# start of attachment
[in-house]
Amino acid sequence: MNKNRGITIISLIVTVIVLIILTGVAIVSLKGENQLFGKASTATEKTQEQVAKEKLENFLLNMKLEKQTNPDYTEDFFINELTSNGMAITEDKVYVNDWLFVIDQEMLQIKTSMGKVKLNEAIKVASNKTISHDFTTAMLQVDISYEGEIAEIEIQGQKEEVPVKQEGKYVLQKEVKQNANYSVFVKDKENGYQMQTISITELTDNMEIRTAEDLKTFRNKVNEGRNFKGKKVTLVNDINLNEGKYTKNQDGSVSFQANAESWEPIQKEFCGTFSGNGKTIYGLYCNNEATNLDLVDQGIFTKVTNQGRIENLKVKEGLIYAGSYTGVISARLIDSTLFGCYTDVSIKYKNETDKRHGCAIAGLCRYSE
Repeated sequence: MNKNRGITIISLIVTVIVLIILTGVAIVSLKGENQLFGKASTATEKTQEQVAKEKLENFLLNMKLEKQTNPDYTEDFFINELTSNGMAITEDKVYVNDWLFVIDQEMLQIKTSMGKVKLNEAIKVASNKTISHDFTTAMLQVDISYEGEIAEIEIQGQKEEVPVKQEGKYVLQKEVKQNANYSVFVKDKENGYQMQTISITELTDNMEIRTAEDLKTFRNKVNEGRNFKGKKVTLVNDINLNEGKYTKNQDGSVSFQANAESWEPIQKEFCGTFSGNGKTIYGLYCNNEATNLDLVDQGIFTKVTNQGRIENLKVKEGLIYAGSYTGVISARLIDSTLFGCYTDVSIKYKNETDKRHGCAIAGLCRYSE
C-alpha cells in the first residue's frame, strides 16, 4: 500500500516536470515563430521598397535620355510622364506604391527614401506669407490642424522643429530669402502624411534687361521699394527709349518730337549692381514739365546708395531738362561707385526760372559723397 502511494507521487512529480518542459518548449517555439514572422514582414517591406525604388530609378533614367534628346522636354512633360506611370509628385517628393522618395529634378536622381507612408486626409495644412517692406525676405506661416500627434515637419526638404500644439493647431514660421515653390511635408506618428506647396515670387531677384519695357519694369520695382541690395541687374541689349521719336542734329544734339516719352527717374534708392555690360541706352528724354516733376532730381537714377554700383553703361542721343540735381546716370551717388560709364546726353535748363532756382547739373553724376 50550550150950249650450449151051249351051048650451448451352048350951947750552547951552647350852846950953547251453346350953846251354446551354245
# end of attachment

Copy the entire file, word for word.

[in-house]
Amino acid sequence: MNKNRGITIISLIVTVIVLIILTGVAIVSLKGENQLFGKASTATEKTQEQVAKEKLENFLLNMKLEKQTNPDYTEDFFINELTSNGMAITEDKVYVNDWLFVIDQEMLQIKTSMGKVKLNEAIKVASNKTISHDFTTAMLQVDISYEGEIAEIEIQGQKEEVPVKQEGKYVLQKEVKQNANYSVFVKDKENGYQMQTISITELTDNMEIRTAEDLKTFRNKVNEGRNFKGKKVTLVNDINLNEGKYTKNQDGSVSFQANAESWEPIQKEFCGTFSGNGKTIYGLYCNNEATNLDLVDQGIFTKVTNQGRIENLKVKEGLIYAGSYTGVISARLIDSTLFGCYTDVSIKYKNETDKRHGCAIAGLCRYSE
Repeated sequence: MNKNRGITIISLIVTVIVLIILTGVAIVSLKGENQLFGKASTATEKTQEQVAKEKLENFLLNMKLEKQTNPDYTEDFFINELTSNGMAITEDKVYVNDWLFVIDQEMLQIKTSMGKVKLNEAIKVASNKTISHDFTTAMLQVDISYEGEIAEIEIQGQKEEVPVKQEGKYVLQKEVKQNANYSVFVKDKENGYQMQTISITELTDNMEIRTAEDLKTFRNKVNEGRNFKGKKVTLVNDINLNEGKYTKNQDGSVSFQANAESWEPIQKEFCGTFSGNGKTIYGLYCNNEATNLDLVDQGIFTKVTNQGRIENLKVKEGLIYAGSYTGVISARLIDSTLFGCYTDVSIKYKNETDKRHGCAIAGLCRYSE
C-alpha cells in the first residue's frame, strides 16, 4: 500500500516536470515563430521598397535620355510622364506604391527614401506669407490642424522643429530669402502624411534687361521699394527709349518730337549692381514739365546708395531738362561707385526760372559723397 502511494507521487512529480518542459518548449517555439514572422514582414517591406525604388530609378533614367534628346522636354512633360506611370509628385517628393522618395529634378536622381507612408486626409495644412517692406525676405506661416500627434515637419526638404500644439493647431514660421515653390511635408506618428506647396515670387531677384519695357519694369520695382541690395541687374541689349521719336542734329544734339516719352527717374534708392555690360541706352528724354516733376532730381537714377554700383553703361542721343540735381546716370551717388560709364546726353535748363532756382547739373553724376 50550550150950249650450449151051249351051048650451448451352048350951947750552547951552647350852846950953547251453346350953846251354446551354245